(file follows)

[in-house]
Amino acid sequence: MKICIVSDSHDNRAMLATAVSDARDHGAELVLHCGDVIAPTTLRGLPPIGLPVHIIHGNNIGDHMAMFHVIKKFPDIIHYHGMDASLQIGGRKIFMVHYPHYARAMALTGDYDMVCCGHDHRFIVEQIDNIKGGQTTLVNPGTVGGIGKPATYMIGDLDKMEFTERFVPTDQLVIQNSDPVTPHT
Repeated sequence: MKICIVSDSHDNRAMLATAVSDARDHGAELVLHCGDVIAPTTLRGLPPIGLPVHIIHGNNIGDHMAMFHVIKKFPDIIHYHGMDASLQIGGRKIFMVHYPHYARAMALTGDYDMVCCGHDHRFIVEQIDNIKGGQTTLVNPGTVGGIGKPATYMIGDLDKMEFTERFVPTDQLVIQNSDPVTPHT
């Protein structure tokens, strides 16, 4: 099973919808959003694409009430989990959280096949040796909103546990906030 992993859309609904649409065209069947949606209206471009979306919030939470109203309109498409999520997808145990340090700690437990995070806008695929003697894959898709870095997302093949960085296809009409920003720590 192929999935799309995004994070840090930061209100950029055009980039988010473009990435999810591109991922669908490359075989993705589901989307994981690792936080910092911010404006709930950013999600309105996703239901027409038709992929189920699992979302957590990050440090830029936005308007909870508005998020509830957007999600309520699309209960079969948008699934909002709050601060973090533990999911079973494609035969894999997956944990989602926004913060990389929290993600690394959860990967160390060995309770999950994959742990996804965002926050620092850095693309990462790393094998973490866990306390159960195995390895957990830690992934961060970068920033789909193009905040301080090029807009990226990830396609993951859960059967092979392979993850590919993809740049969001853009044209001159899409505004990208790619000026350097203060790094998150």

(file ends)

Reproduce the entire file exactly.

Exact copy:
[in-house]
Amino acid sequence: MKICIVSDSHDNRAMLATAVSDARDHGAELVLHCGDVIAPTTLRGLPPIGLPVHIIHGNNIGDHMAMFHVIKKFPDIIHYHGMDASLQIGGRKIFMVHYPHYARAMALTGDYDMVCCGHDHRFIVEQIDNIKGGQTTLVNPGTVGGIGKPATYMIGDLDKMEFTERFVPTDQLVIQNSDPVTPHT
Repeated sequence: MKICIVSDSHDNRAMLATAVSDARDHGAELVLHCGDVIAPTTLRGLPPIGLPVHIIHGNNIGDHMAMFHVIKKFPDIIHYHGMDASLQIGGRKIFMVHYPHYARAMALTGDYDMVCCGHDHRFIVEQIDNIKGGQTTLVNPGTVGGIGKPATYMIGDLDKMEFTERFVPTDQLVIQNSDPVTPHT
């Protein structure tokens, strides 16, 4: 099973919808959003694409009430989990959280096949040796909103546990906030 992993859309609904649409065209069947949606209206471009979306919030939470109203309109498409999520997808145990340090700690437990995070806008695929003697894959898709870095997302093949960085296809009409920003720590 192929999935799309995004994070840090930061209100950029055009980039988010473009990435999810591109991922669908490359075989993705589901989307994981690792936080910092911010404006709930950013999600309105996703239901027409038709992929189920699992979302957590990050440090830029936005308007909870508005998020509830957007999600309520699309209960079969948008699934909002709050601060973090533990999911079973494609035969894999997956944990989602926004913060990389929290993600690394959860990967160390060995309770999950994959742990996804965002926050620092850095693309990462790393094998973490866990306390159960195995390895957990830690992934961060970068920033789909193009905040301080090029807009990226990830396609993951859960059967092979392979993850590919993809740049969001853009044209001159899409505004990208790619000026350097203060790094998150």